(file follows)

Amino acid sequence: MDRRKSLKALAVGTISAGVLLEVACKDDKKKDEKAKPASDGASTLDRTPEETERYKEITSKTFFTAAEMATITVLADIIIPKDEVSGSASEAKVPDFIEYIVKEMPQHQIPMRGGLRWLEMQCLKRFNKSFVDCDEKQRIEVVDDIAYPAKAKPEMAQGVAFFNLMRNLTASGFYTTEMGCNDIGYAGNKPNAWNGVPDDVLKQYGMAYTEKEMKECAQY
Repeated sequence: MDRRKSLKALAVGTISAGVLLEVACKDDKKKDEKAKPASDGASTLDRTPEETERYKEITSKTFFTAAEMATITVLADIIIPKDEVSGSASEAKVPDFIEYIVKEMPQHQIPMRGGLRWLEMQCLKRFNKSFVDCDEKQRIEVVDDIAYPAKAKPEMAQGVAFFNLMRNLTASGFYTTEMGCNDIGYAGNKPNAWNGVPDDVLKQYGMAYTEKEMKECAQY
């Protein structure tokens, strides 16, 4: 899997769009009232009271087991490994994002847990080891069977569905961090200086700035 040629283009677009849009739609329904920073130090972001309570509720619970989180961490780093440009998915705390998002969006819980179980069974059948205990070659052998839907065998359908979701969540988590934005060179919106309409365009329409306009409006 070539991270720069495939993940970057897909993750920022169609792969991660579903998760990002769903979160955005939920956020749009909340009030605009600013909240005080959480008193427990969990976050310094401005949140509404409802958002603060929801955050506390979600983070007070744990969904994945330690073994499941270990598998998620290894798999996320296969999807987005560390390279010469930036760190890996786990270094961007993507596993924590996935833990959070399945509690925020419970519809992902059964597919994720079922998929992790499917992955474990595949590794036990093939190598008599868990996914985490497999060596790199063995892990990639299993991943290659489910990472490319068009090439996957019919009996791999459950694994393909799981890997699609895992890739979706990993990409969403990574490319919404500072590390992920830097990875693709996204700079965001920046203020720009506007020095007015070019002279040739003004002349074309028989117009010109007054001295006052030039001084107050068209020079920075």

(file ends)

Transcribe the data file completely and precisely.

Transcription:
Amino acid sequence: MDRRKSLKALAVGTISAGVLLEVACKDDKKKDEKAKPASDGASTLDRTPEETERYKEITSKTFFTAAEMATITVLADIIIPKDEVSGSASEAKVPDFIEYIVKEMPQHQIPMRGGLRWLEMQCLKRFNKSFVDCDEKQRIEVVDDIAYPAKAKPEMAQGVAFFNLMRNLTASGFYTTEMGCNDIGYAGNKPNAWNGVPDDVLKQYGMAYTEKEMKECAQY
Repeated sequence: MDRRKSLKALAVGTISAGVLLEVACKDDKKKDEKAKPASDGASTLDRTPEETERYKEITSKTFFTAAEMATITVLADIIIPKDEVSGSASEAKVPDFIEYIVKEMPQHQIPMRGGLRWLEMQCLKRFNKSFVDCDEKQRIEVVDDIAYPAKAKPEMAQGVAFFNLMRNLTASGFYTTEMGCNDIGYAGNKPNAWNGVPDDVLKQYGMAYTEKEMKECAQY
């Protein structure tokens, strides 16, 4: 899997769009009232009271087991490994994002847990080891069977569905961090200086700035 040629283009677009849009739609329904920073130090972001309570509720619970989180961490780093440009998915705390998002969006819980179980069974059948205990070659052998839907065998359908979701969540988590934005060179919106309409365009329409306009409006 070539991270720069495939993940970057897909993750920022169609792969991660579903998760990002769903979160955005939920956020749009909340009030605009600013909240005080959480008193427990969990976050310094401005949140509404409802958002603060929801955050506390979600983070007070744990969904994945330690073994499941270990598998998620290894798999996320296969999807987005560390390279010469930036760190890996786990270094961007993507596993924590996935833990959070399945509690925020419970519809992902059964597919994720079922998929992790499917992955474990595949590794036990093939190598008599868990996914985490497999060596790199063995892990990639299993991943290659489910990472490319068009090439996957019919009996791999459950694994393909799981890997699609895992890739979706990993990409969403990574490319919404500072590390992920830097990875693709996204700079965001920046203020720009506007020095007015070019002279040739003004002349074309028989117009010109007054001295006052030039001084107050068209020079920075």